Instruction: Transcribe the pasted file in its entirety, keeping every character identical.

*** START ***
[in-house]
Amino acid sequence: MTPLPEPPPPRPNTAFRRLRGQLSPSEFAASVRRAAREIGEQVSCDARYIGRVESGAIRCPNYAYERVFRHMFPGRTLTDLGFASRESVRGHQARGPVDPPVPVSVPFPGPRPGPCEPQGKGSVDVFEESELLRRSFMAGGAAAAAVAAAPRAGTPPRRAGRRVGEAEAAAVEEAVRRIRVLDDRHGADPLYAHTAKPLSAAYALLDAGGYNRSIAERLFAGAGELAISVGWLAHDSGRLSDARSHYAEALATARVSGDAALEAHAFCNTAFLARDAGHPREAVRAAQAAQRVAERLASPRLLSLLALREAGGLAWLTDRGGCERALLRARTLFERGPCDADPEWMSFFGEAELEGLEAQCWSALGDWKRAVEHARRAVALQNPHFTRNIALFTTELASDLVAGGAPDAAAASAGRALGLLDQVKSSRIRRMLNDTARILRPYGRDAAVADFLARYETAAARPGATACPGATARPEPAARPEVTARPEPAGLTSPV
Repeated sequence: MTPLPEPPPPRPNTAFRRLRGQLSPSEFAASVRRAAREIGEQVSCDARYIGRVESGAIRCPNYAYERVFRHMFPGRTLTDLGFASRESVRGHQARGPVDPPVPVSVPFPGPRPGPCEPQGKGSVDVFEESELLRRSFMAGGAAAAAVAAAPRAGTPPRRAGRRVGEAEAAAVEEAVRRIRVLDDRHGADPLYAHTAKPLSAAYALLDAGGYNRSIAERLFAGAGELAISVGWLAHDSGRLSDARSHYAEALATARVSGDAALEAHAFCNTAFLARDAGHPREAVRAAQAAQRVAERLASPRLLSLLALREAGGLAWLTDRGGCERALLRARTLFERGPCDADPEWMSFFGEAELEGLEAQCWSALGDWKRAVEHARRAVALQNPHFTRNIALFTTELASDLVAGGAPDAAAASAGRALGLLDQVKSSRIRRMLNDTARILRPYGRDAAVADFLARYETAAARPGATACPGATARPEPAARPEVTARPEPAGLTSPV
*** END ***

[in-house]
Amino acid sequence: MTPLPEPPPPRPNTAFRRLRGQLSPSEFAASVRRAAREIGEQVSCDARYIGRVESGAIRCPNYAYERVFRHMFPGRTLTDLGFASRESVRGHQARGPVDPPVPVSVPFPGPRPGPCEPQGKGSVDVFEESELLRRSFMAGGAAAAAVAAAPRAGTPPRRAGRRVGEAEAAAVEEAVRRIRVLDDRHGADPLYAHTAKPLSAAYALLDAGGYNRSIAERLFAGAGELAISVGWLAHDSGRLSDARSHYAEALATARVSGDAALEAHAFCNTAFLARDAGHPREAVRAAQAAQRVAERLASPRLLSLLALREAGGLAWLTDRGGCERALLRARTLFERGPCDADPEWMSFFGEAELEGLEAQCWSALGDWKRAVEHARRAVALQNPHFTRNIALFTTELASDLVAGGAPDAAAASAGRALGLLDQVKSSRIRRMLNDTARILRPYGRDAAVADFLARYETAAARPGATACPGATARPEPAARPEVTARPEPAGLTSPV
Repeated sequence: MTPLPEPPPPRPNTAFRRLRGQLSPSEFAASVRRAAREIGEQVSCDARYIGRVESGAIRCPNYAYERVFRHMFPGRTLTDLGFASRESVRGHQARGPVDPPVPVSVPFPGPRPGPCEPQGKGSVDVFEESELLRRSFMAGGAAAAAVAAAPRAGTPPRRAGRRVGEAEAAAVEEAVRRIRVLDDRHGADPLYAHTAKPLSAAYALLDAGGYNRSIAERLFAGAGELAISVGWLAHDSGRLSDARSHYAEALATARVSGDAALEAHAFCNTAFLARDAGHPREAVRAAQAAQRVAERLASPRLLSLLALREAGGLAWLTDRGGCERALLRARTLFERGPCDADPEWMSFFGEAELEGLEAQCWSALGDWKRAVEHARRAVALQNPHFTRNIALFTTELASDLVAGGAPDAAAASAGRALGLLDQVKSSRIRRMLNDTARILRPYGRDAAVADFLARYETAAARPGATACPGATARPEPAARPEVTARPEPAGLTSPV